As it looks for new ways to connect consumers with its dermatology, women’s health, and aesthetics portfolios, Allergan is increasingly calling on celebrity heavyweights to promote its products. In the past year alone, the drugmaker has partnered with TV and stage star Lea Michele, movie star Kate Bosworth, and reality-TV personality Khloé Kardashian.
Allergan, which estimates that 62% of its customers are women, sees the celebrity involvement as a way to create authenticity and draw attention to its brands.“It’s part of a multi-channel strategy,” said Jag Dosanjh, SVP, medical dermatology for Allergan, who developed the partnership with Kate Bosworth for its acne treatment Aczone. “People consume their media in many ways, they look for different sources. Whether it’s in their Facebook feeds or anything else, having other ways to connect with consumers — so they can understand the issues — is important for us to look at.”
See also: Allergan debuts #ActuallySheCan campaign
Celebrity partnerships are an important part of the media mix for Allergan because they help break down stigmas around certain disorders, Dosanjh added. “Part of our job is to try and demystify that many woman suffer from acne. We thought Kate [Bosworth] would be ideal for this because people admire her style and persona, and Kate actually struggles with adult acne. That allows people individually to think, ‘Okay, it’s not just me.’ She had her own story.”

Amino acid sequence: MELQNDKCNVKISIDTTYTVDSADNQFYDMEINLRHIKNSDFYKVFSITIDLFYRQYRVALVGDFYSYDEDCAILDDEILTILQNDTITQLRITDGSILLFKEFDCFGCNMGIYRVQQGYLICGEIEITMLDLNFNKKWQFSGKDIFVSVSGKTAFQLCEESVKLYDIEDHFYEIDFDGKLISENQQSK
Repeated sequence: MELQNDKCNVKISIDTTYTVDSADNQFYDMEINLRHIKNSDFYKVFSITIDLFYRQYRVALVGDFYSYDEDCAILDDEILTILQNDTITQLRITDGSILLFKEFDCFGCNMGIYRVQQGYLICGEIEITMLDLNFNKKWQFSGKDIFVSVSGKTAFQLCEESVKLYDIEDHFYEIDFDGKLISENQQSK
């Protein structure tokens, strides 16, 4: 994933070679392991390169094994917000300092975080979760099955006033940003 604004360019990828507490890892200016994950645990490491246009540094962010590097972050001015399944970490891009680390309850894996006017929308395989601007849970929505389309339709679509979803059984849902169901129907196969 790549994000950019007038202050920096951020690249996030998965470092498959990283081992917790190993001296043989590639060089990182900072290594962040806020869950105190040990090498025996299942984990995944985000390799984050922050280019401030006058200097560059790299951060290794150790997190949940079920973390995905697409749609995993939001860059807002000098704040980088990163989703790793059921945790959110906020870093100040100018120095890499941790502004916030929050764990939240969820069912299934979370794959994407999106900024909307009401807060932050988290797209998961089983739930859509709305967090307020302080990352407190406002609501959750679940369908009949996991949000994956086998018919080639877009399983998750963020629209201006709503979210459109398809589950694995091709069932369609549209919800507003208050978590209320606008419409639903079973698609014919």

Last July, Allergan launched #ActuallySheCan, a campaign that was directed at millennial women. That initiative drew on a network of female celebrities, including Michele, to foster a discussion among women. Other popular celebrities, like Emmy Rossum (“Shameless”) and model Miranda Kerr, posted content with the hashtag in support of the campaign. While an unbranded initiative, ActuallySheCan’s website featured product information for the company’s birth control pill Lo Loestrin Fe.
Kardashian, for her part, helped kicked off the Live Chin Up campaign in March for Kybella, a chin fat reducing injection, at a New York event. There, she moderated a panel, which also featured a dermatologist and a patient, who discussed her experiences with submental fullness — commonly referred to as a double chin.